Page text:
Teachers arrived by the dozens, parking in rows and brandishing signs outside Osseo Area Schools headquarters, and right on cue at 4:30 p.m., they began to honk their horns.

They were there Thursday to draw attention to concerns about staff and student safety in a pandemic — fears many now are facing as the district plans to begin the year with a hybrid of virtual and in-person instruction. A sign blanketing a windshield offered a popular view: "Stay Online Until COVID Declines."

Plans for the fall are taking shape across the metro area, and teachers in Osseo and elsewhere are aiming to make sure their voices are heard.

To the north in the Anoka-Hennepin district, a new survey conducted by its teachers union shows more than half of respondents favoring distance learning. But hybrid instruction is the plan there, too. Eighty percent view online learning as the safest option, said Val Holthus, president of Anoka Hennepin Education Minnesota.

"We're there and we're listening, but I'm not sure they're hearing us," Holthus said of the district's planning process.

A Facebook page not run by the union, but populated by 1,200 district educators, posed a question about school reopening concerns and generated 149 comments overnight last week, a group member said.

The list highlighted challenges from a practical standpoint. Desks going uncleaned between classes. Crowded hallways during passing time. Increased workloads owing to students being tended to both at home and in the classroom. Teachers feeling powerless to enforce masking and social-distancing requirements.

On Friday, as union leaders mapped out plans for a possible rally, Anoka-Hennepin Superintendent David Law called to invite teachers to be part of a committee that would meet with buildings and grounds officials to discuss air-quality concerns, Holthus said.

Also, Jim Skelly, a district spokesman, said Monday that the school board will consider a "face covering" policy next week calling for students who refuse to wear one to be offered a temporary covering and then distance learning if it becomes an ongoing concern. School administrators will take the lead on the issue, he said.

Recent experience in Minnetonka suggests district-teacher collaboration pays off.

On Aug. 6, when Minnetonka Superintendent Dennis Peterson made his recommendation to provide varying degrees of in-school instruction to kindergartners through eighth-graders, he offered a 15-minute introduction that has been criticized by some as minimizing the risks of COVID-19.

"There are probably more risks to our students and their families from the flu than there are from the virus," he said at the time.

Denise Specht, president of Education Minnesota, the statewide teachers union, tweeted a link to a Minnesota Reformer story about Peterson's comments and suggested that an ethics complaint be filed against him.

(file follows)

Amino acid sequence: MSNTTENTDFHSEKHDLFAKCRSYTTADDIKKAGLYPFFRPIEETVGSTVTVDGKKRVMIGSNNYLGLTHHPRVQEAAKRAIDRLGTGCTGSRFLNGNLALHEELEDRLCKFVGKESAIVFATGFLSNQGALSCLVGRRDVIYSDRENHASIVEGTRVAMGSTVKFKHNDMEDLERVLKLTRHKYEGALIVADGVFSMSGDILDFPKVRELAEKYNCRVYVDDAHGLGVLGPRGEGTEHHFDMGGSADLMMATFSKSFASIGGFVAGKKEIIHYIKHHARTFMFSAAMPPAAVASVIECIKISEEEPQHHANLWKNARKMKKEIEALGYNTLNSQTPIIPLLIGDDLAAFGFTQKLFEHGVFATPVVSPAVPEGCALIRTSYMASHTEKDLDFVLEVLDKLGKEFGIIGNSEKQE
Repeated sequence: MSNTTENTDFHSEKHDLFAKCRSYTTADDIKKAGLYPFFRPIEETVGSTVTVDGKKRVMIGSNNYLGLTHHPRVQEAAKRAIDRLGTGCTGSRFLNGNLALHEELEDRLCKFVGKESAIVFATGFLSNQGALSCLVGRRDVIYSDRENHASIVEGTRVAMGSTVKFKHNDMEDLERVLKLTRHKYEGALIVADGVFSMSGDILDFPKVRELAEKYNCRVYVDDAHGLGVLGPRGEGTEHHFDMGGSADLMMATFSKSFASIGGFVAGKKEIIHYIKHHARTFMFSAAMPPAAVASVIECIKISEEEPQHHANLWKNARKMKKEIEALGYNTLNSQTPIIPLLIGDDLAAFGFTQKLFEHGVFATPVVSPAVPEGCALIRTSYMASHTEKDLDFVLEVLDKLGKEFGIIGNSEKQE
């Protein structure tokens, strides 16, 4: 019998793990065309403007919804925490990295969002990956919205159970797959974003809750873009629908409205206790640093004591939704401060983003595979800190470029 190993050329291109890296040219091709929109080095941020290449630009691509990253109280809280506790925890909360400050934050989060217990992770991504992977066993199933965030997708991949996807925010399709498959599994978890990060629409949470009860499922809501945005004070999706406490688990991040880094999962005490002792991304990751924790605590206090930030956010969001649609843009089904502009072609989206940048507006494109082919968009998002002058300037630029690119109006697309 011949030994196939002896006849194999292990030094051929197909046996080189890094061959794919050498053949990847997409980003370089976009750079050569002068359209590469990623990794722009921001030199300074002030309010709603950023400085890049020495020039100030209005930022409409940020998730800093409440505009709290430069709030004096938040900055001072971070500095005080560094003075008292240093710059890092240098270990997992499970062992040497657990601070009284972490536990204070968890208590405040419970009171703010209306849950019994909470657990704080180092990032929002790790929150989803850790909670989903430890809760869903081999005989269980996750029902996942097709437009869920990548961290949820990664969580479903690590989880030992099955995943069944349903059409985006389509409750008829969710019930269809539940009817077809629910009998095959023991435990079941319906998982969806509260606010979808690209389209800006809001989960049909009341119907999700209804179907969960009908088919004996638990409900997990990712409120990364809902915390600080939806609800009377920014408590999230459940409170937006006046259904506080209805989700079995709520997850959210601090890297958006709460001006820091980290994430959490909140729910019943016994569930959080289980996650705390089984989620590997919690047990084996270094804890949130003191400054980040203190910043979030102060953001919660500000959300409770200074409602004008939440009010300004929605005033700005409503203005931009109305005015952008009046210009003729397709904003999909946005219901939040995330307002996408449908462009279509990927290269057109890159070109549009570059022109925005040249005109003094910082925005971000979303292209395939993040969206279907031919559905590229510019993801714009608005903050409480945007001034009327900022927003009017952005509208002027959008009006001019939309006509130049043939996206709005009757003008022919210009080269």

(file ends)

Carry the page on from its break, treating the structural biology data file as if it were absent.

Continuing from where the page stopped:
Closer to home, Ann Hersman, president of the Minnetonka Education Association, wrote to Peterson and Board Chairwoman Katie Becker accusing him of "callous disregard" for the health of the school community.

"The comments make us seriously question the district's commitment to health and safety inside its buildings," Hersman wrote.

By Friday, however, Hersman wrote in an e-mail to the Star Tribune that she had been engaged in "constructive, respectful meetings" with the district. Then, the district itself sent families a statement from Hersman saying there had been "open, honest dialogue" and that the district had been responsive to union concerns.

JacQueline Getty, a district spokeswoman, said she did not expect "big changes" to be made to the plan.

At the Osseo protest, apprehension over that district's plans and uncertainty over what it could mean to people personally were common themes. Emily Sevenz, a Maple Grove Middle School teacher, said: "What do we have to do if we quarantine? We haven't gotten any solid answers."

Lindsey Burdick, a teacher at Park Center Senior High, said that she was concerned for students of color in light of the pandemic's disproportionate impact on those communities.

Barbara Olson, a district spokeswoman, said the hybrid plan remains in place for now and that the district is aware of the care and concern that staff members have for students, families and one another.

The district has done everything it could, she said, to promote safety and is prepared to shift among the models — as dictated by the virus and public health data.

"We hope our stakeholders will recognize that change is the new normal during this pandemic," she said.